I was talking with some friends the other night, one of whom was reading in Calvin Trillin's Feeding a Yen and loving it, of course. (Although personally, I like American Fried best, with Alice, Let's Eat in second, because I always love the appearances of Alice.) This lead to a discussion of ouy own personal yens, the foods we don't have access to and miss actively, regularly.
Here's my list:
Eli Zabar's country sourdough - the really big loaf.
The pizza with the very thing crust from that joint around the corner from my old apartment in Queens - I think the place was called Sol's? The cheese was different, possibly a blend of fresh and aged mozz. The sauce was spicy. Sol's (if it was called Sol's) represented my Platonic ideal of pizza.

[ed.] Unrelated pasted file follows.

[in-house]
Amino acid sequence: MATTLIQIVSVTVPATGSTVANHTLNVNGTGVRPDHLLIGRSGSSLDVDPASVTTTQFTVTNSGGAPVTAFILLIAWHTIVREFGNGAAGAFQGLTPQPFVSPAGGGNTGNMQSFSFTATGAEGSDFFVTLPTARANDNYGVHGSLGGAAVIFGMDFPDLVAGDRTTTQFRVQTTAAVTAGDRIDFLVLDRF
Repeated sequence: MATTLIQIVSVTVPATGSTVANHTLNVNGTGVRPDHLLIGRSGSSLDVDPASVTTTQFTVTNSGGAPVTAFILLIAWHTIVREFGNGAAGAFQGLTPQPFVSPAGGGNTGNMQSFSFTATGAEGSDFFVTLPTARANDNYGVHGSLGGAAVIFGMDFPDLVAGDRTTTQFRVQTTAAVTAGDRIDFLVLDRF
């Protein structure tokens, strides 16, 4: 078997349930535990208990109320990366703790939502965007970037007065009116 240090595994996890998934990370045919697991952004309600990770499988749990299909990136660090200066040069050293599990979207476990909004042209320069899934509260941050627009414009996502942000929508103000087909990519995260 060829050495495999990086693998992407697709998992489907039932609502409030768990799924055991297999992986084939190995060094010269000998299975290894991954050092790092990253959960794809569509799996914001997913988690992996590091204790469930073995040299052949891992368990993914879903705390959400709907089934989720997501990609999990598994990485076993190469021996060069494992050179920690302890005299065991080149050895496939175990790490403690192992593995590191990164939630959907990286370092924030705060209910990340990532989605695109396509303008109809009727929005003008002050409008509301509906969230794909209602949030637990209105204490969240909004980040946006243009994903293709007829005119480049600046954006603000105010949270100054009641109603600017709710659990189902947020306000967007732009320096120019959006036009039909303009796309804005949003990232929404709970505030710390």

The cheddar/dill scones from the little shop in Bath where Sally Lunn cake originated.
The chocolate rum balls from a bakery in Penzance. I have no idea how they made these so soft and melting and tender, but they did.
The lemon potatoes at Uncle George's in Astoria (preferably late at night, after a few drinks out, maybe a game of pool.)
The montelimar we made at CIA - dried cherries, not candied. Sigh.
The home fries from the breakfast place near the river in Cold Spring, NY. They cooked a lot of red peppers in with the potatoes, and they achieved the perfect level of greasiness - just enough, not too much.
The danish Alfred made at his bakery out in Forest Hills, NY. A little hole-in-the-wall, but the danish dough was all-butter and made by hand. There isn't much in the world better than a homemade danish.
Unless it's a homemade English muffin, toasted, with cream cheese. That's another CIA memory. I could probably make those, though. I'm sure I have the recipe somewhere. But what I really want is for someone else to make them for me, and serve them up hot to go with my morning coffee.
Big, fat blackberries hot from the sun. You don't get those in the city.